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Today, independent living empowers individual freedoms and choices while giving people managing a range of disabilities the support they need to live enriching lives. 

Supported independent living (SIL) is designed for those who may be facing particular lifestyle challenges and require a variety of resources or assistance to complete everyday activities like driving, getting exercise, preparing meals and other requirements. 

Modern beneficiaries of SIL arrangements generally enjoy 24/7 support in shared accommodation facilities or at home, which includes assistance in developing core life skills, enjoying recreational pastimes and activities, and accessing medical support. 

What can you expect from modern SIL programmes?

As a beneficiary of SIL, you can expect easy access to information and services that span medical care, support groups, vocational training and other facilities and resources.

Today, people managing physical or mental disabilities even receive assistance within their homes to perform individual activities while engaging in meaningful community events outside the home. 

SIL programmes also help them manage household staff, screen live-in caregivers, and coordinate their supported living services. 

Additionally, certain service providers even coordinate beneficiary programmes such as the National Disability Insurance Scheme (NDIS), which is Australia’s first and premier national policy to support people with disabilities, to streamline financing for disability management plans.

Is NDIS funding applicable for supported independent living?

Today, one key aspect of managing a disability in Australia is coordinating with the NDIS to receive critical support.

Given how challenging disability management can be for people who require frequent medical attention or other forms of daily assistance, ensuring they have the resources they need to live enriching and meaningful lives can be a struggle for them and their loved ones. 

Today, this is the crucial point at which the NDIS intervenes to finance the support services of NDIS-supported independent living programmes.

This fund covers the cost of personal support on behalf of an individual or their family, giving them peace of mind and access to resources they need to lead healthy, happy and supported lifestyles. 

Who qualifies for NDIS-supported independent living?

NDIS funding covers people who are experiencing intellectual, physical, sensory, cognitive and psychological disabilities. 

To qualify for the fund, patients have to meet the criteria set by the NDIS.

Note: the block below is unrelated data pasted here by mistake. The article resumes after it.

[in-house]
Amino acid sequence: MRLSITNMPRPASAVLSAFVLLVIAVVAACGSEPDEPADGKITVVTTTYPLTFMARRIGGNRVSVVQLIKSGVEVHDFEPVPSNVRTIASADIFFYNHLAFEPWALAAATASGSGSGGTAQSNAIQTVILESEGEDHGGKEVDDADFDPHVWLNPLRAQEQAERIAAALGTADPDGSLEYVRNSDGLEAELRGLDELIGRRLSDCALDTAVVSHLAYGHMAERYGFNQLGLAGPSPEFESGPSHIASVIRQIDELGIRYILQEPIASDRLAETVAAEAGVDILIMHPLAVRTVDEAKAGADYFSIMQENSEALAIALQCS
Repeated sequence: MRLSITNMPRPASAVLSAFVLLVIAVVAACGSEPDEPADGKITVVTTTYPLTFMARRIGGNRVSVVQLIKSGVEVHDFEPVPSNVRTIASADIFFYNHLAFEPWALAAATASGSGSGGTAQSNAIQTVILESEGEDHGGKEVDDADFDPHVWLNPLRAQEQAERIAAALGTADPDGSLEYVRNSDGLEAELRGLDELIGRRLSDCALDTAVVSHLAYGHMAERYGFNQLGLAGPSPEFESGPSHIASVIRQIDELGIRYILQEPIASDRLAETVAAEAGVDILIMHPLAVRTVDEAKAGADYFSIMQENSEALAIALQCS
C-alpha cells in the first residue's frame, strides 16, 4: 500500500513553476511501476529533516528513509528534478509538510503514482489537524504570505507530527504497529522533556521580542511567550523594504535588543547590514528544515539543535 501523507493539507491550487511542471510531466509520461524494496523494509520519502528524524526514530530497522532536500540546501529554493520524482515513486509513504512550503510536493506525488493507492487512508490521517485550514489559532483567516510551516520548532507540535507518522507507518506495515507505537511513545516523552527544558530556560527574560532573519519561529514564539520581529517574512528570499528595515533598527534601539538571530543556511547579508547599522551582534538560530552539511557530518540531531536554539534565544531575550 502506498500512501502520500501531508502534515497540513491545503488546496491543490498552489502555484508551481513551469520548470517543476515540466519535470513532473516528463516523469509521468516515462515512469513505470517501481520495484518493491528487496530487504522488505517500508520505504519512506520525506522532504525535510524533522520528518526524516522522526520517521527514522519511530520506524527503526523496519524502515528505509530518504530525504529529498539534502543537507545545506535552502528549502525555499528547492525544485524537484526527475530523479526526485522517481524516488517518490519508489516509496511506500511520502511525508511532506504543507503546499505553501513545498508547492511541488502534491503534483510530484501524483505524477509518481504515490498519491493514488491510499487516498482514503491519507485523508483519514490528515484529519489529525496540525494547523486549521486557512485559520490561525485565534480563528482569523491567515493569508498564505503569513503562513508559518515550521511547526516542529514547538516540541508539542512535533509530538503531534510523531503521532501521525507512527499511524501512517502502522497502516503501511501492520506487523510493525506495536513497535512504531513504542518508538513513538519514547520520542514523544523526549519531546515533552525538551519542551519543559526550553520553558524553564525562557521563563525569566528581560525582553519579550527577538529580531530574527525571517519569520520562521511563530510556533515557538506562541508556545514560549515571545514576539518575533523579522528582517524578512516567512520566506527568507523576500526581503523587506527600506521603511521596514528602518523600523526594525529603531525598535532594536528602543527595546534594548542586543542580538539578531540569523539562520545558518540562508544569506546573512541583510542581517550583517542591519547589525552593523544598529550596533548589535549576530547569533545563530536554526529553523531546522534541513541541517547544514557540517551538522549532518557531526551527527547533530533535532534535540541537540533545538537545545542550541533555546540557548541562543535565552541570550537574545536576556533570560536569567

All Australians are entitled to NDIS funding if they, their child or a loved one is born with or acquire a permanent and significant disability. All those who live in Australia refer to people who possess Australian residency or have permanent or special visas.

In addition to these, the eligibility criteria also include individuals who:

  • Are between the ages of 7-65 years
  • Require the support of another person to manage their disabilities
  • Require special equipment for independent living

The NDIS also takes into consideration each participant’s goals for independent living. 

These include personal preferences when it comes to home and living arrangements, daily task requirements, the necessity of person-to-person support, and the current support services each person is receiving. 

What is a supported independent living assessment?

The overarching goal of SIL programmes is to ensure that lifestyle choices and individual freedoms are met with the right resources. To do so, the independent living assessment reviews the current living arrangements and future needs of those under the care of NDIS-funded SIL arrangements.

The assessment aims to identify individual requirements and the types of support needed to manage and improve personal living standards. 

Those who still live with their parents, live in a shared residence with other NDIS participants, live alone or want to move into more independent and age-appropriate accommodations are all eligible for the SIL assessment. 

In addition to reviewing existing support and resources, the assessors also communicate with each individual’s family and existing support programmes and collect the relevant data to create the best support plans. 

Supported independent living is a crucial form of support for people managing disabilities

Each and every one of us needs to meet various physical, emotional and financial needs to ensure a satisfactory quality of life and enjoy meaningful opportunities to engage with our communities.

For people with disabilities, NDIS-supported independent living arrangements aim to achieve these outcomes and help disabled individuals and their families ensure they have what they need to achieve personal goals and ambitions.

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